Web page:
Hybrid plasmonic-dielectric nanophotonic architectures
State of the art nanophotonics either uses ultra-high Q microcavities or alternatively broadband plasmonic antennas to achieve strong coupling between photons and matter for enhanced lighting, lasers, single photon sources and strong coupling quantum optics with single emitters. Both approaches face huge bottlenecks that hamper these applications, in particular solid state quantum optics: The ultranarrow bandwidth (1 ppm) of high Q microcavities imposes very slow response times, and requires intricate stabilization and tuning that is not scalable to many-node quantum networks. On the other hand, plasmonics is so broadband that it is impractical for spectral selectivity, and adds huge absorptive losses.
We pursue a novel solution to remove these bottlenecks coined “hybrid antenna QED”. Plasmon antennas placed inside dielectric resonators will allow to reach very strong light-matter interaction at practical quality factors (Q ~ 100-1000), thereby creating a platform for ultrafast nanophotonic integrated quantum optics. Due to the fundamental physics of how the modes of nanoscale plasmon structures hybridize with those of dielectric resonators, such as photonic crystal cavities, this platform will have breakthrough figures of merit for enhanced lightmatter interaction, nonlinear optics and strong coupling quantum optics. By integrating the hybrid antenna QED systems with single emitters using nanolithography and nanomechanical manipulation techniques, one could ultimately envision single photon sources, detectors, sensors and nonlinear elements that operate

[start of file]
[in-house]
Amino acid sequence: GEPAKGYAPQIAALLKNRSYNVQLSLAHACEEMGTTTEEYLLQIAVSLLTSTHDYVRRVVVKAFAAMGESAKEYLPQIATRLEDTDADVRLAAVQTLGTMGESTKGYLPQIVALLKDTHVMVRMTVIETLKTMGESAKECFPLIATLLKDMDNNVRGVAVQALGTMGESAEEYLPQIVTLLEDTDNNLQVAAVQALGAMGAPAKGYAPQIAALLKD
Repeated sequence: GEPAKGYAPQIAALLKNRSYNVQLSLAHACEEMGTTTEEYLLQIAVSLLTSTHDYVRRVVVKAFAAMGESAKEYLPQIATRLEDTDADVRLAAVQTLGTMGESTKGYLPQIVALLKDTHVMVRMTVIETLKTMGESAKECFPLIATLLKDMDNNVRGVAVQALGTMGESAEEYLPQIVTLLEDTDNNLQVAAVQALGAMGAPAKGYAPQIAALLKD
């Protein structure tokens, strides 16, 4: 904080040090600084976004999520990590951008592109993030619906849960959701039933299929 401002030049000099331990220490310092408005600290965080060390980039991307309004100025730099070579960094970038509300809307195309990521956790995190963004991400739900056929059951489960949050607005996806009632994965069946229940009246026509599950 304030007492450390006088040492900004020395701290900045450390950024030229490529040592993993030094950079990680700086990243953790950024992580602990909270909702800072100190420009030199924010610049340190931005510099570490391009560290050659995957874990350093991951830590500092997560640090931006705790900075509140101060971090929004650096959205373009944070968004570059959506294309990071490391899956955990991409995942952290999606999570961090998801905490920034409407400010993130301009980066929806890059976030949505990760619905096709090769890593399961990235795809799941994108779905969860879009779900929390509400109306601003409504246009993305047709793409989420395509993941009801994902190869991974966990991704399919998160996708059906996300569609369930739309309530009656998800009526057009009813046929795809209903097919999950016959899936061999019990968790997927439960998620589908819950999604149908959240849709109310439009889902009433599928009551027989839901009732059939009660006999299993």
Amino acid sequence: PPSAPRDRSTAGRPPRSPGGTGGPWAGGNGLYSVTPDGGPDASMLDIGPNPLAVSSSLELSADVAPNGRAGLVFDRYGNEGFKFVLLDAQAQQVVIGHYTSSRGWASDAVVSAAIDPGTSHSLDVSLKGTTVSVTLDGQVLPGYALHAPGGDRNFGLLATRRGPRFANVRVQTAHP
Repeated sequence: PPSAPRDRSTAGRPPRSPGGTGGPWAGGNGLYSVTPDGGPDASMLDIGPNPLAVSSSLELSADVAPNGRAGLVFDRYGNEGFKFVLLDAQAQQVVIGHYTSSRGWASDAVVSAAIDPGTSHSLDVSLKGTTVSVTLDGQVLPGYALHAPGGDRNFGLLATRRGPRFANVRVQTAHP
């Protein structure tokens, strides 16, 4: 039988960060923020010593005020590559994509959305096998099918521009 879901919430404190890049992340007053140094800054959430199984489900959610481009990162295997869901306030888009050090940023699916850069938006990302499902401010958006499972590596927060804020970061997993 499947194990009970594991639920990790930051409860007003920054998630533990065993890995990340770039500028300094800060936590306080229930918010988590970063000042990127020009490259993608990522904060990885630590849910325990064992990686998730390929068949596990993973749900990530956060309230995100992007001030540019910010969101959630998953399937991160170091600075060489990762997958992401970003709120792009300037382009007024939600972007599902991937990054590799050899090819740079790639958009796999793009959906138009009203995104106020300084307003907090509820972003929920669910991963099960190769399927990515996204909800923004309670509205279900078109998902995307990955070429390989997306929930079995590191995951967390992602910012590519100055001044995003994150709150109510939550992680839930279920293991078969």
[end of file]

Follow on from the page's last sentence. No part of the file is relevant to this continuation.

over THz bandwidth and can be manipulated on ultrafast time scales.